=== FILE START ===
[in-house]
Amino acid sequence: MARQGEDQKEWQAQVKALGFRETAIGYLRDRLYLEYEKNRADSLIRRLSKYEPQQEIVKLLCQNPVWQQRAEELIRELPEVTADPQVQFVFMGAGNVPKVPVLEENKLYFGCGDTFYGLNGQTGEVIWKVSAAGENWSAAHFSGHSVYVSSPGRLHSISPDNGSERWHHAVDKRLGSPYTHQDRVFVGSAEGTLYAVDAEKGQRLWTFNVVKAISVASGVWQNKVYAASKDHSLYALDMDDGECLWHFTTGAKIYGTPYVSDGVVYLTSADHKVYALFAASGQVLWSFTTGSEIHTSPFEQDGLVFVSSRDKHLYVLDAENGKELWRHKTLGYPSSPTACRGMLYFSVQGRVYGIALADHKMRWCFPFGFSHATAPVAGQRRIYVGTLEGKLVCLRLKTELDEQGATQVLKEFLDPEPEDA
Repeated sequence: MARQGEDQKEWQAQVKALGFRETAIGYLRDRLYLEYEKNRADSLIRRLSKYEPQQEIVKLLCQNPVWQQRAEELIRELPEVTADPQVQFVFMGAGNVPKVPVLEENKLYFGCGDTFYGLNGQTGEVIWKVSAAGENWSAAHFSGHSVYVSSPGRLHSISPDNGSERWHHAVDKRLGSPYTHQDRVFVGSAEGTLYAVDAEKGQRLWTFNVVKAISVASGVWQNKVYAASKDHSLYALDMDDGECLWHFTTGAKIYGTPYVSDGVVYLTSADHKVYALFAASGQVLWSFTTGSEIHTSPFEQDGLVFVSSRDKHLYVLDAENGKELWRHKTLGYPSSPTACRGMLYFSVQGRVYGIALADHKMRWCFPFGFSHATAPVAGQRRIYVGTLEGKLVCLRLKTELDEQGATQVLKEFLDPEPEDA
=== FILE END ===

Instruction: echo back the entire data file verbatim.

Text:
[in-house]
Amino acid sequence: MARQGEDQKEWQAQVKALGFRETAIGYLRDRLYLEYEKNRADSLIRRLSKYEPQQEIVKLLCQNPVWQQRAEELIRELPEVTADPQVQFVFMGAGNVPKVPVLEENKLYFGCGDTFYGLNGQTGEVIWKVSAAGENWSAAHFSGHSVYVSSPGRLHSISPDNGSERWHHAVDKRLGSPYTHQDRVFVGSAEGTLYAVDAEKGQRLWTFNVVKAISVASGVWQNKVYAASKDHSLYALDMDDGECLWHFTTGAKIYGTPYVSDGVVYLTSADHKVYALFAASGQVLWSFTTGSEIHTSPFEQDGLVFVSSRDKHLYVLDAENGKELWRHKTLGYPSSPTACRGMLYFSVQGRVYGIALADHKMRWCFPFGFSHATAPVAGQRRIYVGTLEGKLVCLRLKTELDEQGATQVLKEFLDPEPEDA
Repeated sequence: MARQGEDQKEWQAQVKALGFRETAIGYLRDRLYLEYEKNRADSLIRRLSKYEPQQEIVKLLCQNPVWQQRAEELIRELPEVTADPQVQFVFMGAGNVPKVPVLEENKLYFGCGDTFYGLNGQTGEVIWKVSAAGENWSAAHFSGHSVYVSSPGRLHSISPDNGSERWHHAVDKRLGSPYTHQDRVFVGSAEGTLYAVDAEKGQRLWTFNVVKAISVASGVWQNKVYAASKDHSLYALDMDDGECLWHFTTGAKIYGTPYVSDGVVYLTSADHKVYALFAASGQVLWSFTTGSEIHTSPFEQDGLVFVSSRDKHLYVLDAENGKELWRHKTLGYPSSPTACRGMLYFSVQGRVYGIALADHKMRWCFPFGFSHATAPVAGQRRIYVGTLEGKLVCLRLKTELDEQGATQVLKEFLDPEPEDA